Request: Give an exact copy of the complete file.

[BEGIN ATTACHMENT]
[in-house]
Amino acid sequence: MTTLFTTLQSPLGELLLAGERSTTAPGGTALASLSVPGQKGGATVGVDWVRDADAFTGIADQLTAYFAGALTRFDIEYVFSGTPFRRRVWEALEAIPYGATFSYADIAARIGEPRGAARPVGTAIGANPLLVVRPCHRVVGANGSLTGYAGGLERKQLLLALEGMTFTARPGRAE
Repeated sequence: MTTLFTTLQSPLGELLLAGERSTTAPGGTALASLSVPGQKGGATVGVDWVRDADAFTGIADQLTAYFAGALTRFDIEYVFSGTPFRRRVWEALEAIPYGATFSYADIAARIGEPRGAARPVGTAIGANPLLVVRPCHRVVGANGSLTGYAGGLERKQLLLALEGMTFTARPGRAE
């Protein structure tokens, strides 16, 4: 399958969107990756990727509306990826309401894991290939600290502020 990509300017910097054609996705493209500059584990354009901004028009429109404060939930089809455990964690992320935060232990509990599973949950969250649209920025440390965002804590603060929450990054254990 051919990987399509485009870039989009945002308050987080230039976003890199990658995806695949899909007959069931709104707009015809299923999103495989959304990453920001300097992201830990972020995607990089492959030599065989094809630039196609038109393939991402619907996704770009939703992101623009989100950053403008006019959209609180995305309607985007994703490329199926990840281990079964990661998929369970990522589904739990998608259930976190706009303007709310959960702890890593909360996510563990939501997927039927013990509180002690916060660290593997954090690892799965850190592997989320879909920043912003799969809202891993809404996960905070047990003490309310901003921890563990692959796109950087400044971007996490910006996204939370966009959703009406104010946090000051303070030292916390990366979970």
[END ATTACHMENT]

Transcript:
[in-house]
Amino acid sequence: MTTLFTTLQSPLGELLLAGERSTTAPGGTALASLSVPGQKGGATVGVDWVRDADAFTGIADQLTAYFAGALTRFDIEYVFSGTPFRRRVWEALEAIPYGATFSYADIAARIGEPRGAARPVGTAIGANPLLVVRPCHRVVGANGSLTGYAGGLERKQLLLALEGMTFTARPGRAE
Repeated sequence: MTTLFTTLQSPLGELLLAGERSTTAPGGTALASLSVPGQKGGATVGVDWVRDADAFTGIADQLTAYFAGALTRFDIEYVFSGTPFRRRVWEALEAIPYGATFSYADIAARIGEPRGAARPVGTAIGANPLLVVRPCHRVVGANGSLTGYAGGLERKQLLLALEGMTFTARPGRAE
């Protein structure tokens, strides 16, 4: 399958969107990756990727509306990826309401894991290939600290502020 990509300017910097054609996705493209500059584990354009901004028009429109404060939930089809455990964690992320935060232990509990599973949950969250649209920025440390965002804590603060929450990054254990 051919990987399509485009870039989009945002308050987080230039976003890199990658995806695949899909007959069931709104707009015809299923999103495989959304990453920001300097992201830990972020995607990089492959030599065989094809630039196609038109393939991402619907996704770009939703992101623009989100950053403008006019959209609180995305309607985007994703490329199926990840281990079964990661998929369970990522589904739990998608259930976190706009303007709310959960702890890593909360996510563990939501997927039927013990509180002690916060660290593997954090690892799965850190592997989320879909920043912003799969809202891993809404996960905070047990003490309310901003921890563990692959796109950087400044971007996490910006996204939370966009959703009406104010946090000051303070030292916390990366979970």